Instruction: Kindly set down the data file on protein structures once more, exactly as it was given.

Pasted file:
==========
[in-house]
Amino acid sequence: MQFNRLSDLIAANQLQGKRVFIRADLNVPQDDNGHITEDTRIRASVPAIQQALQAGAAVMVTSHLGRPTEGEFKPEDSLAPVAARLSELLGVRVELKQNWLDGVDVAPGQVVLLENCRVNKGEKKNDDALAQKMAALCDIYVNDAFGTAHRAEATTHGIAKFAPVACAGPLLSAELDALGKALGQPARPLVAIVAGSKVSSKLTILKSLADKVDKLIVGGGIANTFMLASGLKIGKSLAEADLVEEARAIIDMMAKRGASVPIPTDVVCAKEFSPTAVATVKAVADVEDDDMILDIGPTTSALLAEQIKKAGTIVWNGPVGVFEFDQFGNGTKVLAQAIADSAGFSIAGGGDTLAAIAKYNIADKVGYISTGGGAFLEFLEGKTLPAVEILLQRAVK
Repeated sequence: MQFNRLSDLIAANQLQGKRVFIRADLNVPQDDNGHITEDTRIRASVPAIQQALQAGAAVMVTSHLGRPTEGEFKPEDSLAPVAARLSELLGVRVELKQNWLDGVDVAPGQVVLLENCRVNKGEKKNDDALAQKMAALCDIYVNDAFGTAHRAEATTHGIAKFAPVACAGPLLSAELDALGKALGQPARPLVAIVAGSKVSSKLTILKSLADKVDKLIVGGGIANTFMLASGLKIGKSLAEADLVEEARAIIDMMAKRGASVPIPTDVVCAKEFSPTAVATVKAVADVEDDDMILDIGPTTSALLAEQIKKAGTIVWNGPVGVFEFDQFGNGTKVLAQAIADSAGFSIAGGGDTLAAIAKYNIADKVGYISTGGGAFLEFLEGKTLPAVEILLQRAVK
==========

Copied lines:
[in-house]
Amino acid sequence: MQFNRLSDLIAANQLQGKRVFIRADLNVPQDDNGHITEDTRIRASVPAIQQALQAGAAVMVTSHLGRPTEGEFKPEDSLAPVAARLSELLGVRVELKQNWLDGVDVAPGQVVLLENCRVNKGEKKNDDALAQKMAALCDIYVNDAFGTAHRAEATTHGIAKFAPVACAGPLLSAELDALGKALGQPARPLVAIVAGSKVSSKLTILKSLADKVDKLIVGGGIANTFMLASGLKIGKSLAEADLVEEARAIIDMMAKRGASVPIPTDVVCAKEFSPTAVATVKAVADVEDDDMILDIGPTTSALLAEQIKKAGTIVWNGPVGVFEFDQFGNGTKVLAQAIADSAGFSIAGGGDTLAAIAKYNIADKVGYISTGGGAFLEFLEGKTLPAVEILLQRAVK
Repeated sequence: MQFNRLSDLIAANQLQGKRVFIRADLNVPQDDNGHITEDTRIRASVPAIQQALQAGAAVMVTSHLGRPTEGEFKPEDSLAPVAARLSELLGVRVELKQNWLDGVDVAPGQVVLLENCRVNKGEKKNDDALAQKMAALCDIYVNDAFGTAHRAEATTHGIAKFAPVACAGPLLSAELDALGKALGQPARPLVAIVAGSKVSSKLTILKSLADKVDKLIVGGGIANTFMLASGLKIGKSLAEADLVEEARAIIDMMAKRGASVPIPTDVVCAKEFSPTAVATVKAVADVEDDDMILDIGPTTSALLAEQIKKAGTIVWNGPVGVFEFDQFGNGTKVLAQAIADSAGFSIAGGGDTLAAIAKYNIADKVGYISTGGGAFLEFLEGKTLPAVEILLQRAVK